Barnsley Metropolitan Borough Council, Yorkshire, UK
District heating from local tree waste

The area served by Barnsley Metropolitan Borough Council used to be dominated by coal-mining: many residents were employed as miners and many public buildings are still heated by coal-fired boilers. But the Council also had a source of low-carbon fuel in the many tonnes of wood waste from its parks and gardens that it disposed of each year. So in June 2004, the Council adopted a Biomass Implementation Policy, committing it to considering biomass heating systems for all new and refurbished buildings.

By 2010, this policy had led to the installation of twelve biomass boilers with a total capacity of about 3 MW, covering a range of different uses. Wood replaced coal in some of the early schemes, including a 470 kW district heating scheme for 166 flats, a 500 kW scheme for the council depot, and a number of schools. In more recent schemes, wood has been used in new office buildings, in preference to gas. This work has enabled a small wood-chip supply business to start up, as well as making good use of the Council’s waste wood. There is plenty of scope to go further, with installations scheduled for new school buildings and others in the pipeline.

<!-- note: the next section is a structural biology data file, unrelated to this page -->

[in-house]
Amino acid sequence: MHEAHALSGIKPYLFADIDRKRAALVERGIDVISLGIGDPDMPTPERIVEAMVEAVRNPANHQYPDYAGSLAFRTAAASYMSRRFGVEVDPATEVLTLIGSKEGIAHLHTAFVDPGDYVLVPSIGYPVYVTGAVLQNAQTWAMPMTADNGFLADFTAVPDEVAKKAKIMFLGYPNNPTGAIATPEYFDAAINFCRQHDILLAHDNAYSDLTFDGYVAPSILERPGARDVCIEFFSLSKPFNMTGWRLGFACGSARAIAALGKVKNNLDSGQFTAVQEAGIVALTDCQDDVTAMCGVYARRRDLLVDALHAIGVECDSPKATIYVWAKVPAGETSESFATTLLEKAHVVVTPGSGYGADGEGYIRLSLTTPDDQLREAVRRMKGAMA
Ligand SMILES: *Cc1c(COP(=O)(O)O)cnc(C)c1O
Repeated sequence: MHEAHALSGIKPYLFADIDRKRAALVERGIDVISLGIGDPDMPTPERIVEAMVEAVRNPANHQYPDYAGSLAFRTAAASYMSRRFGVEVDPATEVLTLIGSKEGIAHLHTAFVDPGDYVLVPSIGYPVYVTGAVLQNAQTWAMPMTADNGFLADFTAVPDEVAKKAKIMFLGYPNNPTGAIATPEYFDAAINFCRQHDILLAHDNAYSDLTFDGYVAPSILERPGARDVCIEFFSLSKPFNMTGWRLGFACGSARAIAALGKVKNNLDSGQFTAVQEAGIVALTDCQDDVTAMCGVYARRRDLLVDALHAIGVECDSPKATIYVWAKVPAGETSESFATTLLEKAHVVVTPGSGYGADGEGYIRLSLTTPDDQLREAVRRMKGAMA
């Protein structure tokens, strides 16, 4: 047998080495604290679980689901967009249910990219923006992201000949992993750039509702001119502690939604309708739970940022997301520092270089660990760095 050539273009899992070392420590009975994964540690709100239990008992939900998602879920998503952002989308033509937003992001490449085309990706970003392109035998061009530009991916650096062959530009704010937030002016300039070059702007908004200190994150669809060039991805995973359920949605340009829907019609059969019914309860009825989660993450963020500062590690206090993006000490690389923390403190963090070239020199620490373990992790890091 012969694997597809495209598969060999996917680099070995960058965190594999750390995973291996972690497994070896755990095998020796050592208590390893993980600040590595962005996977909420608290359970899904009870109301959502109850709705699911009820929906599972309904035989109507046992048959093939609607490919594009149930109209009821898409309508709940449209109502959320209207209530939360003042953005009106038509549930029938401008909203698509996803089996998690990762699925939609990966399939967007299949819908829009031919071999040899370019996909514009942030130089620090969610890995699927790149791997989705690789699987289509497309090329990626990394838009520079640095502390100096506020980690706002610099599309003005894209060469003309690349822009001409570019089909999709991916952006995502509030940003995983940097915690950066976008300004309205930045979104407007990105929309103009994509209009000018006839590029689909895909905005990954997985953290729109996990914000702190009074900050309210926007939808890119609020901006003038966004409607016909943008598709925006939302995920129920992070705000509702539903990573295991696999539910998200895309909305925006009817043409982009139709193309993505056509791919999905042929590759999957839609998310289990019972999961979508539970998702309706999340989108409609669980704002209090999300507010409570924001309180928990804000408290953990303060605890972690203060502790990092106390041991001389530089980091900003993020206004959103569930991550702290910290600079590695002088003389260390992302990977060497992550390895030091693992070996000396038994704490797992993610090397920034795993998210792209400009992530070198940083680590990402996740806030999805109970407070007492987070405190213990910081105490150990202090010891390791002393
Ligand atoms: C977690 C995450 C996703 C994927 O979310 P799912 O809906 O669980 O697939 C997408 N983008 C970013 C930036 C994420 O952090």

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Woodpile at Smithies Depot, where waste wood is converted to biomass fuel.
Delivery of biomass from waste wood at Sheffield Road social housing flats, Barnsley, Yorkshire.
Richard Bradford
United Kingdom